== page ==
30 May 2020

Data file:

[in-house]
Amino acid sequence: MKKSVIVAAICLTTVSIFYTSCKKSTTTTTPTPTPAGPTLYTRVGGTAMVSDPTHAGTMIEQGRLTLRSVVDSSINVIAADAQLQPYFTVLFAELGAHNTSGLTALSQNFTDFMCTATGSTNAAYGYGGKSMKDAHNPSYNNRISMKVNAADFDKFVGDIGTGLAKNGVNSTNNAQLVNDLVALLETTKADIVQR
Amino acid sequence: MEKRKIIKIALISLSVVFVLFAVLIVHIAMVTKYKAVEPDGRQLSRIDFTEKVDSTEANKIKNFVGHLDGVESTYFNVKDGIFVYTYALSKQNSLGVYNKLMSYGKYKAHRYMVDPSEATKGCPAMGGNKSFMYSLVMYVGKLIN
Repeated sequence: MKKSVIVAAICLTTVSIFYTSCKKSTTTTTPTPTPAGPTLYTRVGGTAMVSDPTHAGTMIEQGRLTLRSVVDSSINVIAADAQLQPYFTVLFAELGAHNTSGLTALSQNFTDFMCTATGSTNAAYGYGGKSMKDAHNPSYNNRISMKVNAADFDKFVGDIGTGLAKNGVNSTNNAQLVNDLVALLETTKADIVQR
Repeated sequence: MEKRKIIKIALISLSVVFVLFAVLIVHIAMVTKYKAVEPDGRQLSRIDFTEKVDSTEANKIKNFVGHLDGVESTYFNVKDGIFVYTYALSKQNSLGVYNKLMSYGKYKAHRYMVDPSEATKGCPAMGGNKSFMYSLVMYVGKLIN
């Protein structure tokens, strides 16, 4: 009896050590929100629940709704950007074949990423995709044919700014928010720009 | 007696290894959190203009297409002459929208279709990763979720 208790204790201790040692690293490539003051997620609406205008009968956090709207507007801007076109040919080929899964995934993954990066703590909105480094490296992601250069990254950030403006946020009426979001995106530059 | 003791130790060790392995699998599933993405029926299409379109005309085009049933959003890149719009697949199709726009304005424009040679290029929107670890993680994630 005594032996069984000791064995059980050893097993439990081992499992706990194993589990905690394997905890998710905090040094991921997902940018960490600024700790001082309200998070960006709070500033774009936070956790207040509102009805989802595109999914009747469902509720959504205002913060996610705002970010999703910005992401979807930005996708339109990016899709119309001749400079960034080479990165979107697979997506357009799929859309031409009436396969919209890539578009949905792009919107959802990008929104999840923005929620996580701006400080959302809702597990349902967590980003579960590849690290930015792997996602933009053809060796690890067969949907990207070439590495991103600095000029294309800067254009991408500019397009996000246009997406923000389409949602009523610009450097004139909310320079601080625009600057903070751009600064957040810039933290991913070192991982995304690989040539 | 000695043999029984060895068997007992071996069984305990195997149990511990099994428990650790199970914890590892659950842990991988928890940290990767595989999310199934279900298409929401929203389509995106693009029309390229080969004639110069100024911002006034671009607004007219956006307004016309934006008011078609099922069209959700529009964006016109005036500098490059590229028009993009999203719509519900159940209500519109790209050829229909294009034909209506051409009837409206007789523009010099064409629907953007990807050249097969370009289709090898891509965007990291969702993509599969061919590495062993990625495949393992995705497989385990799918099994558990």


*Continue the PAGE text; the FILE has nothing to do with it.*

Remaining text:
The bifunctional linker-protein G (LPG) fusion protein comprises a peptide (linker) sequence and a truncated form of Streptococcus strain G148 protein G (protein G). The linker represents a multimeric solid-binding peptide (SBP) comprising 4 × 21-amino acid sequence repeats that display high binding affinity towards silica-based materials. In this study, several truncated derivatives were investigated to determine the effect of the SBP oligomerization on the silica binding function of LPG (for the sake of clarity, LPG will be referred from here on as 4 × LPG). Various biophysical characterization techniques were used to quantify and compare the truncated derivatives against 4 × LPG and protein G without linker (PG). The derivative containing two sequence repeats (2 × LPG) showed minimal binding to silica, while the truncated derivative with only a single sequence (1 × LPG) displayed no binding. The derivative containing three sequence repeats (3 × LPG) was able to bind to silica with a binding affinity of K D = 53.23 ± 4.5 nM, which is 1.5 times lower than that obtained for 4 × LPG under similar experimental conditions. Circular dichroism (CD) spectroscopy and fluorescence spectroscopy studies indicated that the SBP degree of oligomerization has only a small effect on the secondary structure (the linker unravels the beginning of the protein G sequence) and chemical stability of the parent protein G. However, based on quartz crystal microbalance with dissipation monitoring (QCM-D), oligomerization is an important parameter for a strong and stable binding to silica. The replacement of three sequence repeats by a (GGGGS) 12 glycine-rich spacer indicated that the overall length rather than the SBP oligomerization mediated the effective binding to silica.